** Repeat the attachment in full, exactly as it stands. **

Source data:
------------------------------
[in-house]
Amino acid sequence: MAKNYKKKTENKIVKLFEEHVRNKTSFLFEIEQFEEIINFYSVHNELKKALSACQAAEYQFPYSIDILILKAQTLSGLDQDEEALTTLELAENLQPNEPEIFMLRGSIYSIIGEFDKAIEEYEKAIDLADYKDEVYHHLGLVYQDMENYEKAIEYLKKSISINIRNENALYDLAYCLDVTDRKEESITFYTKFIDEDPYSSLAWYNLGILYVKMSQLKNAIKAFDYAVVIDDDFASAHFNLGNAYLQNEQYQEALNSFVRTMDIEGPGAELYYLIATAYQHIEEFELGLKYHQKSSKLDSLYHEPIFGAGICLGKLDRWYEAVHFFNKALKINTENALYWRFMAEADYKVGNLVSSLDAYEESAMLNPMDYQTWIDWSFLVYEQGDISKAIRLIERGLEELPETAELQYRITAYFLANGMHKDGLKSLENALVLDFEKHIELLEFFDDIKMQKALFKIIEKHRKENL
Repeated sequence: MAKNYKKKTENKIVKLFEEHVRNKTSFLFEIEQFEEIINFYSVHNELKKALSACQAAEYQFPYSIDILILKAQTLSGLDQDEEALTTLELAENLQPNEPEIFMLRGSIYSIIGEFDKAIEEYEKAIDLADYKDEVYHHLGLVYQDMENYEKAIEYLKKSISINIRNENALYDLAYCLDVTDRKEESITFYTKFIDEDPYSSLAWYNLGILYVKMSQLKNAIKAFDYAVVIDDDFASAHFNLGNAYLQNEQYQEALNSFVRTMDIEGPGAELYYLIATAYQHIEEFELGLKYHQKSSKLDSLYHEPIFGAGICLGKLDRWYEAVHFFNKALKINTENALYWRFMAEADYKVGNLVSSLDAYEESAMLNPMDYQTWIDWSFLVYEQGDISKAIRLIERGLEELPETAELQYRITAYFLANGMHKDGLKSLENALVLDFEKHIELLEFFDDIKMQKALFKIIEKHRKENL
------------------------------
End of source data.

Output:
[in-house]
Amino acid sequence: MAKNYKKKTENKIVKLFEEHVRNKTSFLFEIEQFEEIINFYSVHNELKKALSACQAAEYQFPYSIDILILKAQTLSGLDQDEEALTTLELAENLQPNEPEIFMLRGSIYSIIGEFDKAIEEYEKAIDLADYKDEVYHHLGLVYQDMENYEKAIEYLKKSISINIRNENALYDLAYCLDVTDRKEESITFYTKFIDEDPYSSLAWYNLGILYVKMSQLKNAIKAFDYAVVIDDDFASAHFNLGNAYLQNEQYQEALNSFVRTMDIEGPGAELYYLIATAYQHIEEFELGLKYHQKSSKLDSLYHEPIFGAGICLGKLDRWYEAVHFFNKALKINTENALYWRFMAEADYKVGNLVSSLDAYEESAMLNPMDYQTWIDWSFLVYEQGDISKAIRLIERGLEELPETAELQYRITAYFLANGMHKDGLKSLENALVLDFEKHIELLEFFDDIKMQKALFKIIEKHRKENL
Repeated sequence: MAKNYKKKTENKIVKLFEEHVRNKTSFLFEIEQFEEIINFYSVHNELKKALSACQAAEYQFPYSIDILILKAQTLSGLDQDEEALTTLELAENLQPNEPEIFMLRGSIYSIIGEFDKAIEEYEKAIDLADYKDEVYHHLGLVYQDMENYEKAIEYLKKSISINIRNENALYDLAYCLDVTDRKEESITFYTKFIDEDPYSSLAWYNLGILYVKMSQLKNAIKAFDYAVVIDDDFASAHFNLGNAYLQNEQYQEALNSFVRTMDIEGPGAELYYLIATAYQHIEEFELGLKYHQKSSKLDSLYHEPIFGAGICLGKLDRWYEAVHFFNKALKINTENALYWRFMAEADYKVGNLVSSLDAYEESAMLNPMDYQTWIDWSFLVYEQGDISKAIRLIERGLEELPETAELQYRITAYFLANGMHKDGLKSLENALVLDFEKHIELLEFFDDIKMQKALFKIIEKHRKENL